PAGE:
A pearl tiara has a design and a structure. The pearls are arranged in a certain way, usually by size. It is built around precious metals and may include other gems. Although the quality of each individual pearl is important, the piece of jewelry achieves its beauty in its totality, not from any pearl in particular. This is opposed to a bowl of pearls, in which each pearl has no relation to its neighbor, that is, it is a heap. In a world that considers a bowl of pearls to be a work of art, there are obviously many who cannot discern the difference.
Blogs, too, can be read in two different ways. Careless readers will regard the blog posts like pearls in a bowl, with nothing but casual relationships among the various posts. They cannot see that Gornahoor is architectonic, posts are related to each other, themes appear and reappear with variations, and that nothing is posted without a reason nor without a place in the totality. Although this design is not visible to the senses as a pearl tiara is, it should be visible to the intellect.
Besides the text itself, there is an art. The coat of arms, the motto, the colours, etc., are all planned for a certain effect. The vocabulary is deliberately chosen so that only those of a certain intelligence and education can understand it, yet any difficulty is not from intentional obfuscation.
Tone Deaf to Life
For example, one of our first posts, Tone Deaf to Life, published in 2007, illustrates this. On the one hand, it starts with the notion of the consciousness of the True Self (or Real I). It ends with the challenge to see one’s life in its totality, i.e., like a tiara, rather than a collection of random events like a bowl.
Seven years later, we come back to this, but a little deeper. Instead of isolated quotes, we provide entire, previously untranslated, texts from Julius Evola on the same them of the consciousness of the true self. Furthermore, beyond each individual post, there is an implicit, if not explicit, relationship among the posts. In other words, Gornahoor as a blog tries to be, in microcosm, an exemplar of the macrocosm it describes.
And not just rhetorically, since that is the recent theme. We are now also providing the opportunity and the venue for some among you to actually develop the consciousness of the true self as a reality, as being, and not just as text, rhetoric, or thought.
The Attraction of Rhetoric
So when I read of a suggestion to do a comparative study of Evola, Michelstaedter, and Heidegger, I should feel frustrated, except that I understand the human, all too human, condition too well. It suggests rhetoric in a post that is anti-rhetoric. Such a study is suitable for a professor who needs to publish in between his various conferences and seductions of his graduate assistants.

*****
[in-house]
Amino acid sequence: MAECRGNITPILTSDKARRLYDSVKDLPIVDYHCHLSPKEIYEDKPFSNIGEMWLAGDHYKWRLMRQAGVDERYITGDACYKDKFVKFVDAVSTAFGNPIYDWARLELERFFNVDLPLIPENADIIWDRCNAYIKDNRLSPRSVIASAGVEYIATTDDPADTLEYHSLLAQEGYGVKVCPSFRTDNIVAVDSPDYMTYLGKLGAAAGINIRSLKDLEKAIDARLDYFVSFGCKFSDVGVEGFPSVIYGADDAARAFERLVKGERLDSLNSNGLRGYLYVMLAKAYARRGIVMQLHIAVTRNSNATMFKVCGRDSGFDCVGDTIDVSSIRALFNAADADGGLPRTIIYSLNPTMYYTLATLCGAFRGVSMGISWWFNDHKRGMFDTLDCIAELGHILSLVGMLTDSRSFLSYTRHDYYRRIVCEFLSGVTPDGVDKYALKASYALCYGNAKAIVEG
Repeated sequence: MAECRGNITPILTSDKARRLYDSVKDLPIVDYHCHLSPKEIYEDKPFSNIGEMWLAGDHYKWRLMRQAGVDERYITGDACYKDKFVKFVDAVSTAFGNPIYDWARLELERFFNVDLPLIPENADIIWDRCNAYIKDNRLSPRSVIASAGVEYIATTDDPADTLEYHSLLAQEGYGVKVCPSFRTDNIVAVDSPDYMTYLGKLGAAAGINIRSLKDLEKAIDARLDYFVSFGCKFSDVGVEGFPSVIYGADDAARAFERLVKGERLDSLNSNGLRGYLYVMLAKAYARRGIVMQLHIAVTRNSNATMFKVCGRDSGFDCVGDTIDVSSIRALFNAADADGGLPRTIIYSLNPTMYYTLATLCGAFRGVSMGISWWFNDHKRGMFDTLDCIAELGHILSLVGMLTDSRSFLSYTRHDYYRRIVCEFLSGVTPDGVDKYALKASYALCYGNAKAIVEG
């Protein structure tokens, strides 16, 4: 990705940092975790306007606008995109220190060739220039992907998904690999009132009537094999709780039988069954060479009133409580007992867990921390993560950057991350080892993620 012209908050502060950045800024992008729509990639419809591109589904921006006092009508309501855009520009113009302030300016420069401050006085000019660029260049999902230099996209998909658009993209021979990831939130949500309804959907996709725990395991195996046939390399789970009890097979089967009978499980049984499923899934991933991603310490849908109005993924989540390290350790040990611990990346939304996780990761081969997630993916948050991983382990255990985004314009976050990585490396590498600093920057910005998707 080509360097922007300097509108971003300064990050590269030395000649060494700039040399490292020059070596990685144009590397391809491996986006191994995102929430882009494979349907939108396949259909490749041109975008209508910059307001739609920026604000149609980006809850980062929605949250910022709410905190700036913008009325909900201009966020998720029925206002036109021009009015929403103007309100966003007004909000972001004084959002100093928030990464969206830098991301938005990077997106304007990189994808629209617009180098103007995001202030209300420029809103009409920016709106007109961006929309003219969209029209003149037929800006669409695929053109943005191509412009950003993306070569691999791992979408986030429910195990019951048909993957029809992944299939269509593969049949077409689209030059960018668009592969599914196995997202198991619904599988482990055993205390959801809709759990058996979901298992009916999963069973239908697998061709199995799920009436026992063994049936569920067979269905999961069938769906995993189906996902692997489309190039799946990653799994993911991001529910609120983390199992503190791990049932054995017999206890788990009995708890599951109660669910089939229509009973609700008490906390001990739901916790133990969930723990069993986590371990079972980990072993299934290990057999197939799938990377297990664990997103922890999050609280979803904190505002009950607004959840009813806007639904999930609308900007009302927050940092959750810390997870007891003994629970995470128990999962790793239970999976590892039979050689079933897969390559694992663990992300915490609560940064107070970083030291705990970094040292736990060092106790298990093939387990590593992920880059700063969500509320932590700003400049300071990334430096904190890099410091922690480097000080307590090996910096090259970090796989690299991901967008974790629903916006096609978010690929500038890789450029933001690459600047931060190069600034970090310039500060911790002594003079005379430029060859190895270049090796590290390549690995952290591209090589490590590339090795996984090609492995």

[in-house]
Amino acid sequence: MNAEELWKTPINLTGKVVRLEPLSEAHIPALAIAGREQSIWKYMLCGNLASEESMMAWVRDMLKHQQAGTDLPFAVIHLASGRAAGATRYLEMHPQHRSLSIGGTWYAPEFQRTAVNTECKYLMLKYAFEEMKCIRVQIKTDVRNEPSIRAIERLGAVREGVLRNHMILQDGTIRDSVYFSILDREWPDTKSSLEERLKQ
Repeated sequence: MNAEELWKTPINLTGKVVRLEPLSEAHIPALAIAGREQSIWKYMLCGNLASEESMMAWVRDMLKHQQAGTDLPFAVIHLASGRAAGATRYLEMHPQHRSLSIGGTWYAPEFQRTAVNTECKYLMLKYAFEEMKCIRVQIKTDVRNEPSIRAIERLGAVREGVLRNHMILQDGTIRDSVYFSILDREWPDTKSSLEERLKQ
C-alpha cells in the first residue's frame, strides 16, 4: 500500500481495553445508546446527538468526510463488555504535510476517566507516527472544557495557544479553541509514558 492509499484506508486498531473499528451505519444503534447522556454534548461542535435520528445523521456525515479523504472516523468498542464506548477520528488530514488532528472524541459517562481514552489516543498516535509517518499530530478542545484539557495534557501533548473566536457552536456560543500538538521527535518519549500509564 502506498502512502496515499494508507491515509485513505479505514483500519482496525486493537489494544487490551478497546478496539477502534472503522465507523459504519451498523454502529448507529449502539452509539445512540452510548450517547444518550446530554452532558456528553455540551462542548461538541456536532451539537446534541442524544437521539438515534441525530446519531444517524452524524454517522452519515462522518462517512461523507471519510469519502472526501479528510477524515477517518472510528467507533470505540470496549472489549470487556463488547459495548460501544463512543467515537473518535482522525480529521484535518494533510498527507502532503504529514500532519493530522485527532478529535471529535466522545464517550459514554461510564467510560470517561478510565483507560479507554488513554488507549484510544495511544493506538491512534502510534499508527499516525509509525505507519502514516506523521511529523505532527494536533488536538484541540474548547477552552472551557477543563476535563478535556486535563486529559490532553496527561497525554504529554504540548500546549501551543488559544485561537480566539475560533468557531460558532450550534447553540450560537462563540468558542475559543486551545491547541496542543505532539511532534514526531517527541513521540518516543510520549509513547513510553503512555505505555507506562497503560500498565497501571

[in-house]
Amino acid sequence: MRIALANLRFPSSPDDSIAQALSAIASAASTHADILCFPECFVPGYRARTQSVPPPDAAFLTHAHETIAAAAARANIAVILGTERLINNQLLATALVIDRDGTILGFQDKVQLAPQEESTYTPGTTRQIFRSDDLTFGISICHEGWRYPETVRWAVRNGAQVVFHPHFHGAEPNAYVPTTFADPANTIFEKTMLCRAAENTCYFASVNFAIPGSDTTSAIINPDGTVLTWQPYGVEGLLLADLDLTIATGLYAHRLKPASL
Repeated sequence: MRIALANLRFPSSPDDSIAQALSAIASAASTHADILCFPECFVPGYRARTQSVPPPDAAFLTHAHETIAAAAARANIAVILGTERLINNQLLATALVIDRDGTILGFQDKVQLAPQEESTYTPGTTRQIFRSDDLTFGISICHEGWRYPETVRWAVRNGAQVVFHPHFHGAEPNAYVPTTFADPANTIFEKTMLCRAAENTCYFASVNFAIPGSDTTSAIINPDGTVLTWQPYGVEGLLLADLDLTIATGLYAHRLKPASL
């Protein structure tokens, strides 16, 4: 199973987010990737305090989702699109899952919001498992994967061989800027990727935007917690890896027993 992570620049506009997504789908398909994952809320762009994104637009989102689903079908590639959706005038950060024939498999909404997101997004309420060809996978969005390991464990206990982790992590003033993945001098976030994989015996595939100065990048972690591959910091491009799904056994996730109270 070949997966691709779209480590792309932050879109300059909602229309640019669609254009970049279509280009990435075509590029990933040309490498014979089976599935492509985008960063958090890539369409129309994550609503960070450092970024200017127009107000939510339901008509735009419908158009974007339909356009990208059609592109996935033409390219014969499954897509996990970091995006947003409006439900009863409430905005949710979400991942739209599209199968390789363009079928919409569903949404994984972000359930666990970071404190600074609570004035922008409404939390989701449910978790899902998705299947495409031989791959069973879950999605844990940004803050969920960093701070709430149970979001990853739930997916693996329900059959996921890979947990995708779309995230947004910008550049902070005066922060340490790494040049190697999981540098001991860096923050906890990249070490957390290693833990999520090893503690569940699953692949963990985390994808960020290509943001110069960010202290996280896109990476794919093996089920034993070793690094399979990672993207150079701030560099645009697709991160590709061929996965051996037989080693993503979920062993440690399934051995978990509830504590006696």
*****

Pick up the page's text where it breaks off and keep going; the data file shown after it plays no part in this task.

To look at things in their totality: it starts with Evola’s intention to discuss five earlier thinkers. In no way, did he write a comparative study of those five men. Rather, he had a different purpose. He saw his philosophy as the fulfillment of what those men may have started, but never completed. Specifically, he wrote:
[magical idealism] carries forward by way of logical continuity and integrates the most advanced positions that modern Western speculation has achieved
How could anyone have missed that? It is the opposite of rhetoric, Heidegger’s gerede or idle chitchat. Instead, in an act of possession, Evola incorporates the best of those writers into his own scheme, as he claims. He brings out the logical consequences of the earlier writers, consequences that they themselves may have overlooked. He integrates their positions into a larger whole.
Is that vanity, or self-aggrandizement, or confidence? Or perhaps the words of one who knows?
Can anyone take the next logical step? Why would we would we bother to translate and publish such an obscure text? Evola’s text is the object and Gornahoor is the frame. Next is to see Gornahoor as the object and then determine the frame.
Perhaps you have guessed by now. Evola announced a project and a method. Since we take such writings seriously and not as mere rhetoric used to provide intellectual entertainment, we take possession of that project and method. Hence, Gornahoor is best understood as the historical fulfillment of the most advanced positions that Western tradition has achieved.
This has been done by bringing out the logical consequences of previous writers and by integrating their positions into a larger whole. The list of writers referenced is large, but not that large. Does this help anyone seek the tiara rather than the bowl?
So, let us go back to the original proposal. An intelligent man will write about Evola, Michelstaedter, and Heidegger, not to exalt them, compare them, or contrast them, but to overcome them, fulfill them, and integrate them into a larger whole.